Description: In this paper, we show how to construct secure obfuscation for Deterministic Finite Automata, assuming non-uniformly strong one-way functions exist. We revisit the software protection approaches originally proposed by [5, 10, 12, 17] and revise them to the current obfuscation setting of Barak et al. [2]. Under this model, we introduce an efficient oracle that retains some 'small' secret about the original program. Using this secret, we can construct an obfuscator and two-party protocol that securely obfuscates Deterministic Finite Automata against malicious adversaries. The security of this model retains the strong 'virtual black box' property originally proposed in [2] while incorporating the stronger condition of dependent auxiliary inputs in [15]. Additionally, we show that our techniques remain secure under concurrent self-composition with adaptive inputs and that Turing machines are obfuscatable under this model.
Date: June 1, 2008
Creator: Anderson, William Erik
Partner: UNT Libraries Government Documents Department

GYRO Simulations of Core Momentum Transport in DIII-D and JET Plasmas

Description: Momentum, energy, and particle transport in DIII-D and JET ELMy H-mode plasmas is simulated with GYRO and compared with measurements analyzed using TRANSP. The simulated transport depends sensitively on the nabla(T(sub)i) turbulence drive and the nabla(E(sub)r) turbulence suppression inputs. With their nominal values indicated by measurements, the simulations over-predict the momentum and energy transport in the DIII-D plasmas, and under-predict in the JET plasmas. Reducing |nabla(T(sub)i)| and increasing |nabla(E(sub)r)| by up to 15% leads to approximate agreement (within a factor of two) for the DIII-D cases. For the JET cases, increasing |nabla(T(sub)i)| or reducing |nabla(E(sub)r)| results in approximate agreement for the energy flow, but the ratio of the simulated energy and momentum flows remains higher than measurements by a factor of 2-4.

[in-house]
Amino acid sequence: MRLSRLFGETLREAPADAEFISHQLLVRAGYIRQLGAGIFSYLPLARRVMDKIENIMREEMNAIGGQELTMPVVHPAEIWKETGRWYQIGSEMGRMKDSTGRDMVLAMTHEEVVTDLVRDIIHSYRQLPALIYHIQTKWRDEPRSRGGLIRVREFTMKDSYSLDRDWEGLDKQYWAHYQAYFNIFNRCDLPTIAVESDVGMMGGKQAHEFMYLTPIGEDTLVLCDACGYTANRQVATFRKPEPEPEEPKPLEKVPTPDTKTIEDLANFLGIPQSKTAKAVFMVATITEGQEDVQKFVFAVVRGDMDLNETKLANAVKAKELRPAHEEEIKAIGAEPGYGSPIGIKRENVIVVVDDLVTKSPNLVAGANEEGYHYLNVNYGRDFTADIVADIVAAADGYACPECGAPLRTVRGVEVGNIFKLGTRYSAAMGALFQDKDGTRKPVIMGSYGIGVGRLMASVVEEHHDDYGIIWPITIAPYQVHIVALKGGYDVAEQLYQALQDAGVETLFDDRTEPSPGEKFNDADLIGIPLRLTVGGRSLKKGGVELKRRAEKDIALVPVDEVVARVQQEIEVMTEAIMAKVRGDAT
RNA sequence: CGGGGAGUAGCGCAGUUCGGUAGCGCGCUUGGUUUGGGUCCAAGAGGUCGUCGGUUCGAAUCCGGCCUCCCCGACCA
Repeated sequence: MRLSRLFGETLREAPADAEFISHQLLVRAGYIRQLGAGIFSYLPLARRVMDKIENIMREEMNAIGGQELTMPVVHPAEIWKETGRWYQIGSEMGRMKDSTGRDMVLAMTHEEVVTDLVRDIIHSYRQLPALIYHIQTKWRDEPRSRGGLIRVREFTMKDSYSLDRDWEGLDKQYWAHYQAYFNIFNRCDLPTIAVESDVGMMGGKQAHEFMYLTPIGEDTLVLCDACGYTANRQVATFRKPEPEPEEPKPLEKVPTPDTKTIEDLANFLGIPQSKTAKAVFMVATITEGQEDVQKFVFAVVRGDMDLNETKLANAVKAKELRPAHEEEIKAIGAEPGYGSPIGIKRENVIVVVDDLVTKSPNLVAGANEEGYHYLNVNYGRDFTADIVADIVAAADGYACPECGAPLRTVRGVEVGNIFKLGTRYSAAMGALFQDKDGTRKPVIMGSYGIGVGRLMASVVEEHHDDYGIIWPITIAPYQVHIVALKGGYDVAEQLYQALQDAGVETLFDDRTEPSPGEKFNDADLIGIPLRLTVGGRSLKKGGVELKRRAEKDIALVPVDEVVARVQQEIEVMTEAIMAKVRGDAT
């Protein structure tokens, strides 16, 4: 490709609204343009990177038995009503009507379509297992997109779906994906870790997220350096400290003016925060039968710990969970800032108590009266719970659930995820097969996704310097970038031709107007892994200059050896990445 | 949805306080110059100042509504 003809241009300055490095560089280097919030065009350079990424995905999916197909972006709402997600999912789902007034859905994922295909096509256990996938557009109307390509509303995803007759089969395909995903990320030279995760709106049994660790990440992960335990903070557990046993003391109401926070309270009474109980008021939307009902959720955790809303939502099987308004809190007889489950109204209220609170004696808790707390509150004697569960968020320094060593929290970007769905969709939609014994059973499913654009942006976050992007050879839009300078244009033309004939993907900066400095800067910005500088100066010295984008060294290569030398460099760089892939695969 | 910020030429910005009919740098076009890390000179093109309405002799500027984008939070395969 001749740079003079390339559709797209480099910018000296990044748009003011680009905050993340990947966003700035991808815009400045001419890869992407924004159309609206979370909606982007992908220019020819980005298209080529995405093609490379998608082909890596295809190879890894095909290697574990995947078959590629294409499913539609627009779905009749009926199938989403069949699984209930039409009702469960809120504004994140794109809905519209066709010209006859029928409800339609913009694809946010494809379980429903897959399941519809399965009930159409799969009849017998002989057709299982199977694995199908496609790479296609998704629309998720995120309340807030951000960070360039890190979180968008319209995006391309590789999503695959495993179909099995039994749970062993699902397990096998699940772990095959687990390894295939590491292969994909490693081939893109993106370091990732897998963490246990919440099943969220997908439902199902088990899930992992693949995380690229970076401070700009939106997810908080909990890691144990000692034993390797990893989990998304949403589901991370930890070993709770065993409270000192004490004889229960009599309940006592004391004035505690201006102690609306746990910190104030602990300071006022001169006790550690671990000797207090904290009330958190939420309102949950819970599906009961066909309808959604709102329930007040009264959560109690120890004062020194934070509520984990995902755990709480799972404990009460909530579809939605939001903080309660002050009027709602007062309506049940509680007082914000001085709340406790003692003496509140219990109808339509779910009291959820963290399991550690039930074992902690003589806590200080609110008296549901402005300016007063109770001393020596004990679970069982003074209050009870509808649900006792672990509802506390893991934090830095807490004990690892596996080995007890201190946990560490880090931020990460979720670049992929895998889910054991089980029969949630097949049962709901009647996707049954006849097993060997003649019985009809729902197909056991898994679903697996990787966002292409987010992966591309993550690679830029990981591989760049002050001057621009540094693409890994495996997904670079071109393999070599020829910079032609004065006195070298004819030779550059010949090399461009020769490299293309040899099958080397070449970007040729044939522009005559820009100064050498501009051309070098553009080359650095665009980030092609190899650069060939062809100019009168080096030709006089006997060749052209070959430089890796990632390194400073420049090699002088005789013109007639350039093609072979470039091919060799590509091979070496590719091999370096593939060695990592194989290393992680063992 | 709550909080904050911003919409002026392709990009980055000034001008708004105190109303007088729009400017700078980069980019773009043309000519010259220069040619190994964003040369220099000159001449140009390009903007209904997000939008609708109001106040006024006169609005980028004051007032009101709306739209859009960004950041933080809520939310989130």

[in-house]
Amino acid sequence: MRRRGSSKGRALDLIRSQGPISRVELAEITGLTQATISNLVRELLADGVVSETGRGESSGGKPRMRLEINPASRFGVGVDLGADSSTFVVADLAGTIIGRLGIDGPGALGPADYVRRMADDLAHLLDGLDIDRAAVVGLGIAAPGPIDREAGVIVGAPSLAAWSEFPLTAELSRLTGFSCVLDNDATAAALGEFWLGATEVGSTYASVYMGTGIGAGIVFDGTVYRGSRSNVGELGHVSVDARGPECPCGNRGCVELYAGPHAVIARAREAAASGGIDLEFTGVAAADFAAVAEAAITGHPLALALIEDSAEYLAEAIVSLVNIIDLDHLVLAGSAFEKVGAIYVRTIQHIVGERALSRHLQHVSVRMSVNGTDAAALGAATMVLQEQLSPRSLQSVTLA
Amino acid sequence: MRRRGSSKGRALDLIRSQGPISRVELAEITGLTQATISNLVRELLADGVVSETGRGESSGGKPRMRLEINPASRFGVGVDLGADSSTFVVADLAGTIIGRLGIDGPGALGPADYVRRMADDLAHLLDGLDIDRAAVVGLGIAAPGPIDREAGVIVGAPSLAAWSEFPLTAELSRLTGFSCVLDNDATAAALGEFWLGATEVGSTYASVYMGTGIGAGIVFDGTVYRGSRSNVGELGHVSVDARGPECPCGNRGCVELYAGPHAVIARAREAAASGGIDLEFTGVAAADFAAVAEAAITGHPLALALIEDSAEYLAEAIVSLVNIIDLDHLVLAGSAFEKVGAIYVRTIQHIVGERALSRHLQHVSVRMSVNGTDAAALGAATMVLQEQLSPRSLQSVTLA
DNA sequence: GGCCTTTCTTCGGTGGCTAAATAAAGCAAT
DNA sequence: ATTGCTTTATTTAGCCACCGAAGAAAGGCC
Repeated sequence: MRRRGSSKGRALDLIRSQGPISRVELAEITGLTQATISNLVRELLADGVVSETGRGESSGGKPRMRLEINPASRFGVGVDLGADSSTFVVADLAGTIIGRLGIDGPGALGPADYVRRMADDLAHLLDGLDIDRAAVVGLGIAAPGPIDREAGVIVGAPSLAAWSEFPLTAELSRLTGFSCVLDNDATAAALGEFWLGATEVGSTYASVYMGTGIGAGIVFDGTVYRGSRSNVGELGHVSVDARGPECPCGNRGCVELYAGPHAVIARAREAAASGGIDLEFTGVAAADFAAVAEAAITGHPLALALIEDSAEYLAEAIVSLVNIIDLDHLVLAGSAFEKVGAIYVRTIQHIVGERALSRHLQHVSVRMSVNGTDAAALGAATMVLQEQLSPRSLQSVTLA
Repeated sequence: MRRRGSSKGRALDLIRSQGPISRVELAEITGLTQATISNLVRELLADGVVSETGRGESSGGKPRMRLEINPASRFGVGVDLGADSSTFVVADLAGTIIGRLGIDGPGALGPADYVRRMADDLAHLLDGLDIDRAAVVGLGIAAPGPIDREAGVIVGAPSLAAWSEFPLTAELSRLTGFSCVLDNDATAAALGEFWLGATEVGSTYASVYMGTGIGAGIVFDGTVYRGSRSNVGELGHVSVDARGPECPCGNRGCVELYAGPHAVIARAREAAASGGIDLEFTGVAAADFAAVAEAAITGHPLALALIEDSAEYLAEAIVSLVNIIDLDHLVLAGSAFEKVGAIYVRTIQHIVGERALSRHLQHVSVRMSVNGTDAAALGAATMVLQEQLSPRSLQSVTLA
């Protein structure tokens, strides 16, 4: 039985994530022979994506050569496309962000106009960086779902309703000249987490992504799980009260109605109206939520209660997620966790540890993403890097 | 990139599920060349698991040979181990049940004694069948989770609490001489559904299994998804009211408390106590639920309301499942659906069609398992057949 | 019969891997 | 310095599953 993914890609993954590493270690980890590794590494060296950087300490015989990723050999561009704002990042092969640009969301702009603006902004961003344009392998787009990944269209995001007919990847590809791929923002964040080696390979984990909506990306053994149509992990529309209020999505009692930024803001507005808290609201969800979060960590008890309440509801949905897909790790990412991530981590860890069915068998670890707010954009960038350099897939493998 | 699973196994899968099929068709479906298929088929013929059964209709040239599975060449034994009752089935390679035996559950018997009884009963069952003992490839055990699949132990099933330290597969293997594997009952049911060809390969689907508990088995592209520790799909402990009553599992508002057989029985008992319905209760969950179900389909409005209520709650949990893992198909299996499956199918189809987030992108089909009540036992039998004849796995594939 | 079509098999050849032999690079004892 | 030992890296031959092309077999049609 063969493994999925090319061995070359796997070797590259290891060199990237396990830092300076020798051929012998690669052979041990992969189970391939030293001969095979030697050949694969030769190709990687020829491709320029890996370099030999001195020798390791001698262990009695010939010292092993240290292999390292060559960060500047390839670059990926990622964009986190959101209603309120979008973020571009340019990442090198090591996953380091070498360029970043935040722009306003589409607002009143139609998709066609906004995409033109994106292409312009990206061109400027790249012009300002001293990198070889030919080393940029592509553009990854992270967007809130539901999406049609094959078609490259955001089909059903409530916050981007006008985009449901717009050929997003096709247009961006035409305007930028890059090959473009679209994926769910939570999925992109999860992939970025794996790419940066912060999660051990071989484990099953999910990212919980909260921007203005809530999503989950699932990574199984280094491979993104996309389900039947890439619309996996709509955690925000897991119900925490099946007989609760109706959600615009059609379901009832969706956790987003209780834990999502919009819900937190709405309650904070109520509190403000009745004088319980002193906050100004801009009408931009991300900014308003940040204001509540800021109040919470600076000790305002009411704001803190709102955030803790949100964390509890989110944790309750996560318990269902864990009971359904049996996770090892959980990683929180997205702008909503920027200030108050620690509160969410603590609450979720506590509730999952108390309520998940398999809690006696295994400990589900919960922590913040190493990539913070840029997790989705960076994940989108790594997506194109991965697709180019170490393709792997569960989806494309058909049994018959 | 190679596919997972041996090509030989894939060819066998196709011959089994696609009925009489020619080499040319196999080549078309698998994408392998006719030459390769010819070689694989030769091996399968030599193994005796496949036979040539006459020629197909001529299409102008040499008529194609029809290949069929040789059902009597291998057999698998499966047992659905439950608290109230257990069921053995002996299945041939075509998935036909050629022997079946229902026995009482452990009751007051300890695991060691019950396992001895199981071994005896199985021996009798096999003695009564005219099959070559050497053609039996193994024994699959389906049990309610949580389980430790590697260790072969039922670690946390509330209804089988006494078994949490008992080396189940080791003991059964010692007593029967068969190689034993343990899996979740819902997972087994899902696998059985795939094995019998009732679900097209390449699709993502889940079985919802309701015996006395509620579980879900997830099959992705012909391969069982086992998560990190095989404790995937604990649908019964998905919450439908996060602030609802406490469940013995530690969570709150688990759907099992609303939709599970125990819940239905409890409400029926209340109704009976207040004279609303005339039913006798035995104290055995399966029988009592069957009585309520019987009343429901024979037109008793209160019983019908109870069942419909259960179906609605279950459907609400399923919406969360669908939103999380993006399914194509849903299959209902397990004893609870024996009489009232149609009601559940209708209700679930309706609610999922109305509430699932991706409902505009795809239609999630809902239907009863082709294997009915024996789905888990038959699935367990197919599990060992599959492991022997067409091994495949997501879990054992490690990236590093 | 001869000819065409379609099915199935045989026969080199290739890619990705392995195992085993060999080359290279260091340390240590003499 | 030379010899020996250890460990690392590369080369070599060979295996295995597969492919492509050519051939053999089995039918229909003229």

Date: June 27, 2005
Creator: Budny, R. V.; Candy, J. & Waltz, R. E.
Partner: UNT Libraries Government Documents Department

Illustrating the future prediction of performance based on computer code, physical experiments, and critical performance parameter samples

Description: In this paper, we present a generic example to illustrate various points about making future predictions of population performance using a biased performance computer code, physical performance data, and critical performance parameter data sampled from the population at various times. We show how the actual performance data help to correct the biased computer code and the impact of uncertainty especially when the prediction is made far from where the available data are taken. We also demonstrate how a Bayesian approach allows both inferences about the unknown parameters and predictions to be made in a consistent framework.
Date: January 1, 2009
Creator: Hamada, Michael S & Higdon, David M
Partner: UNT Libraries Government Documents Department

The BBP Algorithm for Pi